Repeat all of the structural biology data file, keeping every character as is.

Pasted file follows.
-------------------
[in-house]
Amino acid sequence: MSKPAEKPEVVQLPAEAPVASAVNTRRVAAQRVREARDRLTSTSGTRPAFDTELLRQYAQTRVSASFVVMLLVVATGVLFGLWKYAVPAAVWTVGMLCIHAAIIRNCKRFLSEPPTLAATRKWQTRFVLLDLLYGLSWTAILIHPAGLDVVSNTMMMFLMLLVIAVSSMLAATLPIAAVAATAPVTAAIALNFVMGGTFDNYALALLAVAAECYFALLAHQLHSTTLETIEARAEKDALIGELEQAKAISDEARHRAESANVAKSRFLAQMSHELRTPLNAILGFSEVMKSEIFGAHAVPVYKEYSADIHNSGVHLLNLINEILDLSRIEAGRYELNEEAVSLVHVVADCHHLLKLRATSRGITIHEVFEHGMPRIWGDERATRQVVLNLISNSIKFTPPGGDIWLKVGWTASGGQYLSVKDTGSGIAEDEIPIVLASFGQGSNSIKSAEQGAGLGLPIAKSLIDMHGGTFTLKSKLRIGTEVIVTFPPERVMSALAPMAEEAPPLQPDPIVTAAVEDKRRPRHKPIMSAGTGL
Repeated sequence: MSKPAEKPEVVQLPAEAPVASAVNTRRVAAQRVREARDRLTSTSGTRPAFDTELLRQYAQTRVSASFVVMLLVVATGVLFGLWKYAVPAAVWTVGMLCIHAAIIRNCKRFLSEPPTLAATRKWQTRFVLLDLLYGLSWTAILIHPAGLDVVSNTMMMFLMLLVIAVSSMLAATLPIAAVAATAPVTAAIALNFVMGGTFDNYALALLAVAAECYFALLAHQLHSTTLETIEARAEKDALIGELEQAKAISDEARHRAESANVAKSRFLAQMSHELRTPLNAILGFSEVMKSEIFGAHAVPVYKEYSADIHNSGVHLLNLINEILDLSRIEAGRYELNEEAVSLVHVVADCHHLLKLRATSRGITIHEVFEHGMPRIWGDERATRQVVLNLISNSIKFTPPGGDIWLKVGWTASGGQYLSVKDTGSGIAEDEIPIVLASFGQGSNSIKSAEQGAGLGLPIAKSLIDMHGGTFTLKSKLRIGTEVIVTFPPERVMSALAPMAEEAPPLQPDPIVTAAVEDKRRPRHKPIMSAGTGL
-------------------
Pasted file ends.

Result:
[in-house]
Amino acid sequence: MSKPAEKPEVVQLPAEAPVASAVNTRRVAAQRVREARDRLTSTSGTRPAFDTELLRQYAQTRVSASFVVMLLVVATGVLFGLWKYAVPAAVWTVGMLCIHAAIIRNCKRFLSEPPTLAATRKWQTRFVLLDLLYGLSWTAILIHPAGLDVVSNTMMMFLMLLVIAVSSMLAATLPIAAVAATAPVTAAIALNFVMGGTFDNYALALLAVAAECYFALLAHQLHSTTLETIEARAEKDALIGELEQAKAISDEARHRAESANVAKSRFLAQMSHELRTPLNAILGFSEVMKSEIFGAHAVPVYKEYSADIHNSGVHLLNLINEILDLSRIEAGRYELNEEAVSLVHVVADCHHLLKLRATSRGITIHEVFEHGMPRIWGDERATRQVVLNLISNSIKFTPPGGDIWLKVGWTASGGQYLSVKDTGSGIAEDEIPIVLASFGQGSNSIKSAEQGAGLGLPIAKSLIDMHGGTFTLKSKLRIGTEVIVTFPPERVMSALAPMAEEAPPLQPDPIVTAAVEDKRRPRHKPIMSAGTGL
Repeated sequence: MSKPAEKPEVVQLPAEAPVASAVNTRRVAAQRVREARDRLTSTSGTRPAFDTELLRQYAQTRVSASFVVMLLVVATGVLFGLWKYAVPAAVWTVGMLCIHAAIIRNCKRFLSEPPTLAATRKWQTRFVLLDLLYGLSWTAILIHPAGLDVVSNTMMMFLMLLVIAVSSMLAATLPIAAVAATAPVTAAIALNFVMGGTFDNYALALLAVAAECYFALLAHQLHSTTLETIEARAEKDALIGELEQAKAISDEARHRAESANVAKSRFLAQMSHELRTPLNAILGFSEVMKSEIFGAHAVPVYKEYSADIHNSGVHLLNLINEILDLSRIEAGRYELNEEAVSLVHVVADCHHLLKLRATSRGITIHEVFEHGMPRIWGDERATRQVVLNLISNSIKFTPPGGDIWLKVGWTASGGQYLSVKDTGSGIAEDEIPIVLASFGQGSNSIKSAEQGAGLGLPIAKSLIDMHGGTFTLKSKLRIGTEVIVTFPPERVMSALAPMAEEAPPLQPDPIVTAAVEDKRRPRHKPIMSAGTGL